African countries have been among the last to be hit by the global coronavirus epidemic but as cases rise, many nations are now taking strict measures to block the deadly illness.
Here is a snapshot of the situation on a continent plagued by weak health systems and shortages of doctors and hospital beds, but where many countries have top-level expertise in fighting contagious disease.
Slow to arrive, but now spreading
The first case in Africa was recorded in Egypt on February 14, and by early March there were only two more cases in Algeria and Nigeria.
Experts initially wondered why the continent appeared to have so few cases -- and some speculated whether the virus was spreading undetected.
Since then confirmed cases have spread steadily and in a little over a week more than 20 new countries have been infected, bringing the total to 30 of 54 African nations with 450 known cases of the virus.
The worst-affectedcountries are in North Africa, where local transmission is now taking place and 10 deaths have been confirmed.
Egypt has recorded 166 cases and four deaths, and Algeria 60 cases and also four deaths. Sudan and Morocco each have one death.
Economic powerhouse South Africa has 62 cases, many of which were imported, although the virus is now spreading in the community.
In East Africa, home to hubs Ethiopia and Kenya, there are a total of 20 cases across six countries.
Senegal is the worst-affected in West Africa with 27 cases -- most of whom were infected by a single citizen who had returned from Italy.
Watching from afar as disaster unfolds in Asia and Europe -- where many are suffering the consequences of being slow to act -- some African countries have wasted no time in taking drastic measures.
Air traffic in particular has been hard hit as nations across the continent realised their first cases had come from citizens returning from travel abroad in infected countries.
In comparison to many countries in the west, measures have been decisive and very strict.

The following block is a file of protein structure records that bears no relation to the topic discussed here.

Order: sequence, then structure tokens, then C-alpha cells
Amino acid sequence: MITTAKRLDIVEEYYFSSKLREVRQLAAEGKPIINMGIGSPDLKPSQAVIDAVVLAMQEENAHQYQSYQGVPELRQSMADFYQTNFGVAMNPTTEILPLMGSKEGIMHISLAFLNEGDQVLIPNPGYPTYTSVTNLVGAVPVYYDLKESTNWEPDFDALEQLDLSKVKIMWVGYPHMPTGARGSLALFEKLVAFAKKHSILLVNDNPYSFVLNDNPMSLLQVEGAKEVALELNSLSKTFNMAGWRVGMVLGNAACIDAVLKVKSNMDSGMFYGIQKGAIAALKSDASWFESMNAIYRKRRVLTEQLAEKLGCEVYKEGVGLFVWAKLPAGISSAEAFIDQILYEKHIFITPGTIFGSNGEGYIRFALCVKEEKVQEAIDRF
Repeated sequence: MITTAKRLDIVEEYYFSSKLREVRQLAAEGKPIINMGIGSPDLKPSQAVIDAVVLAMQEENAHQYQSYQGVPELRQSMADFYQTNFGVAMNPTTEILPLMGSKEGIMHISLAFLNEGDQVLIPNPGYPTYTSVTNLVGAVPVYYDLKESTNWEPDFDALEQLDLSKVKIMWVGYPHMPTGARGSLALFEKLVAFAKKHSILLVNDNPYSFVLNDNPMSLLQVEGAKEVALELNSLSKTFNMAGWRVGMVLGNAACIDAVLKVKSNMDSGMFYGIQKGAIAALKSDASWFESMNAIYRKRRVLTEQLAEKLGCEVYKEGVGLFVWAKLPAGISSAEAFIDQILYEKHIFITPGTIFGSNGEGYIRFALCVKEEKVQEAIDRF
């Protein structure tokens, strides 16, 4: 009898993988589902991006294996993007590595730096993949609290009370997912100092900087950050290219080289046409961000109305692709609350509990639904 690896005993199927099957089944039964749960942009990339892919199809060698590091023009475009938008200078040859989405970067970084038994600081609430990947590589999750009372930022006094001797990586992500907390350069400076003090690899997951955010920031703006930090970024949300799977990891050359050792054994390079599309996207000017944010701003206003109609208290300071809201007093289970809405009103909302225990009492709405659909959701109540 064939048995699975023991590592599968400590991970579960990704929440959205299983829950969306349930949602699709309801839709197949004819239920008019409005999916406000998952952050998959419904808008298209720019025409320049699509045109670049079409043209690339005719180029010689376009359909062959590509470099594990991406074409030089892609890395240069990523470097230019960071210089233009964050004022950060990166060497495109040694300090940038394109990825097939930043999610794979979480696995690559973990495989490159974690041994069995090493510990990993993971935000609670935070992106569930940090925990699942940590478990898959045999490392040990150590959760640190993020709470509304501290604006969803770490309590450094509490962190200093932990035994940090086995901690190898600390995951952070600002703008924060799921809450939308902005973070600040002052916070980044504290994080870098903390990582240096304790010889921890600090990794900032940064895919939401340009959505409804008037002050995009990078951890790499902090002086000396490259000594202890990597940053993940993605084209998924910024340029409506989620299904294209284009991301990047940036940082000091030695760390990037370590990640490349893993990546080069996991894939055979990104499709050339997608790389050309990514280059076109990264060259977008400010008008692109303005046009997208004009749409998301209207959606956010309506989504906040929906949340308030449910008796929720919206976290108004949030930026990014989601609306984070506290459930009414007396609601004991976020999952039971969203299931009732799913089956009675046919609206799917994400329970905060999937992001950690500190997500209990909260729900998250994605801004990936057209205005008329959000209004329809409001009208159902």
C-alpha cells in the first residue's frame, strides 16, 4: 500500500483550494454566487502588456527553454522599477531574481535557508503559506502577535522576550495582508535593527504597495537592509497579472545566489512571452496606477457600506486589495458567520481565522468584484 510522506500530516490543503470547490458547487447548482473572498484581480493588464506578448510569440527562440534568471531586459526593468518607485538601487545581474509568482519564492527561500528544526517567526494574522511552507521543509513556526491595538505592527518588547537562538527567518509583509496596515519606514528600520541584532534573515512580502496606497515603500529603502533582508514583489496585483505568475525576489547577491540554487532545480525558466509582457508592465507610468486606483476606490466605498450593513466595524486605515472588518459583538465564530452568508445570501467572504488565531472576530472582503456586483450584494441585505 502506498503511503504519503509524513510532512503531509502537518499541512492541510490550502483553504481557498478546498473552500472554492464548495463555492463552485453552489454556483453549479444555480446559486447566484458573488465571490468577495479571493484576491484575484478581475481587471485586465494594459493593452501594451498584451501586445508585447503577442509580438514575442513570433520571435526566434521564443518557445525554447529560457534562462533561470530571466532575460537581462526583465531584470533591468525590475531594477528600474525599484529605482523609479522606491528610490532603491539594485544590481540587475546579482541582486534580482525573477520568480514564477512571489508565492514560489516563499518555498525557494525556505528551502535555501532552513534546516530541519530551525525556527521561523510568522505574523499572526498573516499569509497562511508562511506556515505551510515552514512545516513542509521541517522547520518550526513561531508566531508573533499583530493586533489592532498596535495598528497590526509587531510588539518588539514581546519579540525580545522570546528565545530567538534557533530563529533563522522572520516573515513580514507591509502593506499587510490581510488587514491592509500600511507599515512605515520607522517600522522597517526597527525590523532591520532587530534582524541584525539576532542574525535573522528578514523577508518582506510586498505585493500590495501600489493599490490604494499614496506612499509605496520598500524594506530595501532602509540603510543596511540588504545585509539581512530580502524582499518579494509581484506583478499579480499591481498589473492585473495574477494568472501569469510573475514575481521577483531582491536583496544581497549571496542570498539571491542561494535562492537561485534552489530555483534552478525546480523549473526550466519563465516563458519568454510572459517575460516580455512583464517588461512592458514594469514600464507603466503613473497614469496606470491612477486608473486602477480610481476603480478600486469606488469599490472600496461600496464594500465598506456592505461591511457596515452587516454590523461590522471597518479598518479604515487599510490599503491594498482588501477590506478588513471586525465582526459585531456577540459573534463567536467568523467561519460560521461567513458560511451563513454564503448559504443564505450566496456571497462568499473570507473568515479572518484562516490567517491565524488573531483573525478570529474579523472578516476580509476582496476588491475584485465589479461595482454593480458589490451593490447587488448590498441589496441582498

Morocco has stopped all international flights "until further notice" aside from special planes authorised to repatriate European tourists.
Somalia, a country riven by decades of conflict, also banned all international flights -- including for cargo -- after confirming its first case. Humanitarian flights however will be allowed to proceed.
Chad, where no cases have been reported, has also shut its airports and borders with affected Sudan and Central African Republic.
Others are banning flights and travellers depending on their origins.
Senegal has blocked air links with seven European countries and the Middle East. Togo and Madagascar have taken similar measures.
Others like Kenya, Ghana, South Africa and Ivory Coast have blocked foreigners from high-risk countries -- in some cases allowing those in who hold resident permits.
Zambia, Nigeria, Ghana and Equatorial Guinea are among those insisting on self-quarantine for travellers from high-risk countries.
Tourism has been hard-hit, including the cruise industry with ships blocked by many countries including Madagascar, Senegal, Seychelles and Mauritius.
Bans and cancellations
At least 13 countries on the continent have closed or are preparing to shut down their school systems all the way up to university level.
This includes Kenya, Rwanda, Morocco, Egypt, Senegal, South Africa, Zambia, Equatorial Guinea and Ivory Coast.
To add to this measure Kenya has encouraged working from home, which has seen thousands streaming from the capital to their rural homes.
Some countries have also taken strong measures regarding religious gatherings.
In Senegal the powerful Muslim brotherhoods have suspended religious festivities planned for this month. Tunisian authorities have suspended group prayers, including on Fridays.
Major sporting and cultural events have also been hit by the wave of bans.
The annual Bushfire music festival in Eswatini has been cancelled while in South Africa the popular AfrikaBurn festival will also not go ahead while a plethora of sporting events have been blocked.
Tunisia meanwhile is continuing with sporting events without spectators.